Modern Essays: Second Series, Selected by Christopher Morley

Selected by Christopher Morley. New York: Harcourt, Brace and Company. 1924. 12mo. xiv + 457 pp. $2.00.
MR. MORLEY has cornered and captured these thirty-one animated essays with one reader particularly in view, the college undergraduate, that ‘bright-eyed phantom’ to whom, he says, his ‘heart and conscience, such as they are, are engaged.’ His own preface, instead of hashing over the definition of the essay, stirs up the perfect essay state of mind — that questing, halfunsettled, wholly wakeful mood in which one is ready to read an essay, or to write one.
The pieces chosen for the book hardly overlap at all upon the index of any other anthology; the well-known prime favorites are not here. This collection comes from hither and yon, most of it highly enlivening selections from writers famous but not dead, bits of it snatched out of current magazines, part of it never before published, and all of it the kind of reading that agitates not only the imagination but also the ink-glands of the human squid. Almost every essay in the book calls for an answer.
The thing is so aptly put together that it made at least one ex-dragon of the classrooms have an instant vision of rushing back hotfoot to the campus with the book. I should like to open the year with it, in a certain airy classroom that I used to know, with windows open to a frosty hillside, and a band of brisk students sitting warily before me in three rows. Of course one never can tell, but I think it would go to the spot, as Morley’s earlier collection has already done. The first volume introduced the reader to more exquisite and more important things; this one makes him argue with more opinionated zeal.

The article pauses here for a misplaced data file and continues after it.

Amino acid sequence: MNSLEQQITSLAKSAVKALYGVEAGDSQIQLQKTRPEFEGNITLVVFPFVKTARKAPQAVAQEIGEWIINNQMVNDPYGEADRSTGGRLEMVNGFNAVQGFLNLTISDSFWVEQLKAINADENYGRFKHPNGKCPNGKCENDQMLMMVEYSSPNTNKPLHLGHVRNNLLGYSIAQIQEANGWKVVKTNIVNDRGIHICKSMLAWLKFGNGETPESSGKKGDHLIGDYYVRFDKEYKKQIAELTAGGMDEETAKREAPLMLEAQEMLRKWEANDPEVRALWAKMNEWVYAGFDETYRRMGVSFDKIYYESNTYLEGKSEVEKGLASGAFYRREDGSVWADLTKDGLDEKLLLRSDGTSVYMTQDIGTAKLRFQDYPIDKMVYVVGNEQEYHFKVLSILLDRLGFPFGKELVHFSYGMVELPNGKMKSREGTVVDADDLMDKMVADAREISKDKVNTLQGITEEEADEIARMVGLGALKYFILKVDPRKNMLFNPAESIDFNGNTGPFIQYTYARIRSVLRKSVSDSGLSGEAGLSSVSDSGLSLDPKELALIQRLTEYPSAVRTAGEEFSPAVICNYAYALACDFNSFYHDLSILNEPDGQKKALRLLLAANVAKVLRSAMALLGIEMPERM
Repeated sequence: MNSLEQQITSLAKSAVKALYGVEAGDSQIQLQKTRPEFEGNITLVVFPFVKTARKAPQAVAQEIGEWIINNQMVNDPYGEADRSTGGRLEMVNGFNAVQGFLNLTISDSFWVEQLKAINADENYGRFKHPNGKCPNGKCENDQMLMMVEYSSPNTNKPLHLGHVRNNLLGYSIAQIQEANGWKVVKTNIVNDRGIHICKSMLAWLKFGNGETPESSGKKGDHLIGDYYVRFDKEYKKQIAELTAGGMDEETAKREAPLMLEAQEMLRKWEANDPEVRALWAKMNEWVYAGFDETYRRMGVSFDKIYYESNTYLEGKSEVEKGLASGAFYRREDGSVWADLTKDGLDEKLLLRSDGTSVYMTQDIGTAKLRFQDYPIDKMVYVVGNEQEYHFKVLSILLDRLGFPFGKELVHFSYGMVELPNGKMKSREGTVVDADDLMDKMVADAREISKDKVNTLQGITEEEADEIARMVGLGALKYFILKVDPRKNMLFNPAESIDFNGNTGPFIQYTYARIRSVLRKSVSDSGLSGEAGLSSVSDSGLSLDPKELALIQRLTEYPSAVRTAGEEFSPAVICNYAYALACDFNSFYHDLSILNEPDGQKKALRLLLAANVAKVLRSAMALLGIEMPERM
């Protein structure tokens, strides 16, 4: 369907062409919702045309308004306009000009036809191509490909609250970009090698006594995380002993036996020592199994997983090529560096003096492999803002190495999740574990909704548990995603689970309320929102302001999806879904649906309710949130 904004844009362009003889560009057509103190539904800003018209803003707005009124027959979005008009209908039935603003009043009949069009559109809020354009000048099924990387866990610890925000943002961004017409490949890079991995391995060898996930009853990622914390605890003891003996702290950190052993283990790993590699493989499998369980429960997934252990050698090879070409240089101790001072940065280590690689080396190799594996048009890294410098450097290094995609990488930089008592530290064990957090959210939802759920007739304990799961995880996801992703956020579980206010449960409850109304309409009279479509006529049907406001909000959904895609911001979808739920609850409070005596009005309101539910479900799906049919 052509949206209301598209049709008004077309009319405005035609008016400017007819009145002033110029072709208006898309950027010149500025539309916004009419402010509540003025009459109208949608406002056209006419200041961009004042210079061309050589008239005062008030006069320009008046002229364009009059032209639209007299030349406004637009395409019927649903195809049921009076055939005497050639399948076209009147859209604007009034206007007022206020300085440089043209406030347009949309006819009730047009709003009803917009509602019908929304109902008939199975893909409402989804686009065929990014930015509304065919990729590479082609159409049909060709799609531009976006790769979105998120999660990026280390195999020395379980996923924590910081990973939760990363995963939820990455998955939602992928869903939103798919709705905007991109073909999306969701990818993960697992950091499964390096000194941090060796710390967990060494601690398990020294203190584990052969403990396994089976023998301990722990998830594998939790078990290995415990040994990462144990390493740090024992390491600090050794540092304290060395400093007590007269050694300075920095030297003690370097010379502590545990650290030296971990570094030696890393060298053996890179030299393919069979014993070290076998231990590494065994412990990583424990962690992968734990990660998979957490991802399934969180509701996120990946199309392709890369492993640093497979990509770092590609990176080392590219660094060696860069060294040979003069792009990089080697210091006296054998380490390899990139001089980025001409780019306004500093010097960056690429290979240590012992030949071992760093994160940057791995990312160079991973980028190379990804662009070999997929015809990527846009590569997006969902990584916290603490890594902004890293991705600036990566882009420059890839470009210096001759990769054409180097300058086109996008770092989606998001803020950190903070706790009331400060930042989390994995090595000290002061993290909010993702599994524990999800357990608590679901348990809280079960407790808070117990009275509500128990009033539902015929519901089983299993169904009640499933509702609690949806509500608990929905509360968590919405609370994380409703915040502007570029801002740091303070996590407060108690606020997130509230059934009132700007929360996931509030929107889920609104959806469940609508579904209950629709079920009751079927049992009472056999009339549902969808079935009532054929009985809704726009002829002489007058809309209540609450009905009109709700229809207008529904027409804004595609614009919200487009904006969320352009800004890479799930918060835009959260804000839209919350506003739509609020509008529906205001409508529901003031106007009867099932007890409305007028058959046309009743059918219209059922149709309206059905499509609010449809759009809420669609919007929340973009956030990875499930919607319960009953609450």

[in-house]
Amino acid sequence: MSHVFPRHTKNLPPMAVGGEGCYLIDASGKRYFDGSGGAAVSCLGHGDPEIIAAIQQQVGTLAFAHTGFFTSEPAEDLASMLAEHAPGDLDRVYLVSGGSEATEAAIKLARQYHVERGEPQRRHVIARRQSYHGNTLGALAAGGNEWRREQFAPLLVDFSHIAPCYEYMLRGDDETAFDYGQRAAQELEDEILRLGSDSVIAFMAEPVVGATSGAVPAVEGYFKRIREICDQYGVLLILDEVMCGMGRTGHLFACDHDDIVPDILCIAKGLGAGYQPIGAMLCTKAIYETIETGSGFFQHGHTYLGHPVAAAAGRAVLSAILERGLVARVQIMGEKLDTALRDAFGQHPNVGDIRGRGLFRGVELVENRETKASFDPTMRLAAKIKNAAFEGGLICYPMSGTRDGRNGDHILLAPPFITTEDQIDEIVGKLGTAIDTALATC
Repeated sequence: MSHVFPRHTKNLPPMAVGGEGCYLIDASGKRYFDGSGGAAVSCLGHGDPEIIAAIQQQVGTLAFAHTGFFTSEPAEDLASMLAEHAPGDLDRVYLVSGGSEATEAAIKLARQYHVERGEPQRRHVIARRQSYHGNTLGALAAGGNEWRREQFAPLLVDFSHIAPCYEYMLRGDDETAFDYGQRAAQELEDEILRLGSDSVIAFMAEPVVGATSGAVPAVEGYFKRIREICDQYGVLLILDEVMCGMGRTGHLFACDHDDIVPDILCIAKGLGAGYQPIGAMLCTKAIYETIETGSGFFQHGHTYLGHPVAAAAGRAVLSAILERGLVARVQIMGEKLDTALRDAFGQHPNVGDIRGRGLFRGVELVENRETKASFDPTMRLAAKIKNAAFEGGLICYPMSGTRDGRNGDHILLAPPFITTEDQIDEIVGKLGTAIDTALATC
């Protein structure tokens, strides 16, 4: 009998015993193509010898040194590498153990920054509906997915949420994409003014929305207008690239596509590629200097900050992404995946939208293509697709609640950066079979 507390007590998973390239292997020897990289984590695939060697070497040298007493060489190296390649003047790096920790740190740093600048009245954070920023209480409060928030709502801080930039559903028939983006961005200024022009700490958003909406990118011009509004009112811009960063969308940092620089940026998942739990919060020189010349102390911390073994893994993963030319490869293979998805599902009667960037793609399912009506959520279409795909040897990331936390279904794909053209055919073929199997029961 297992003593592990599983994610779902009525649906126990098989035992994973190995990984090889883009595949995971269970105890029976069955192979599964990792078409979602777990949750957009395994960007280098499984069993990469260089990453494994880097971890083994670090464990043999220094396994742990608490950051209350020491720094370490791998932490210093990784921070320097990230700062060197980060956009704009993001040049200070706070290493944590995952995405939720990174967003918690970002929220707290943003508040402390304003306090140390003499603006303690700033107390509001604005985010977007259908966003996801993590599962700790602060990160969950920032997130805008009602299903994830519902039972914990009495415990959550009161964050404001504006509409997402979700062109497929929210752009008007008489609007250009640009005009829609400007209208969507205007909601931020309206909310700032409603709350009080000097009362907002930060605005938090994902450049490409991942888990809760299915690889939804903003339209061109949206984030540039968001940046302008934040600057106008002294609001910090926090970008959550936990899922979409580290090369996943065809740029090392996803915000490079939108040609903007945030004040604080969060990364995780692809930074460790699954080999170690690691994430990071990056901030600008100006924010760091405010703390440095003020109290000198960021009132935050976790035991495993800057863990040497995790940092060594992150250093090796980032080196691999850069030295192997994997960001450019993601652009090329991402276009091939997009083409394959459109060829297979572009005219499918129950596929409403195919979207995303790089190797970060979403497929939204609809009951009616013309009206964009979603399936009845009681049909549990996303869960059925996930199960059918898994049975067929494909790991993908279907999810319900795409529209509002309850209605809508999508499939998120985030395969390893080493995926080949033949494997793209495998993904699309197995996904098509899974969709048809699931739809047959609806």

The length and heft of the selections range from a clipping from the Bowling Green to a work on Aristotle thirty-six pages long. The topics range from Fido to Montaigne. One or two minor effusions seem to have been included for the purpose of showing off a little to the plastic age. Remembering with panic the rigid undergraduate standard of good taste for elderly persons over twenty-eight, one wishes that Mr. Morley had left those two offerings in the editorial wire-tray. But even these are buddingoff places for invective or realism of one’s own.
Each essay is launched with an engaging note about the author by the editor himself, done with the hilarious benevolence of old Br’er Rabbit who, attending the water-sports at Mr. Terrapin’s millpond, ‘sot out on the bank he did, and praise ‘em up.'
Taken together with the earlier series, the collection is booked for a larger audience than the college group. All summer, in a great public library far from Vesey Street, the first volume had a waiting-list to its credit, an achievement which for a book of essays is no small thing. But it is primarily the undergraduate target that Mr. Morley has aimed for, a difficult flying target which he probably has hit.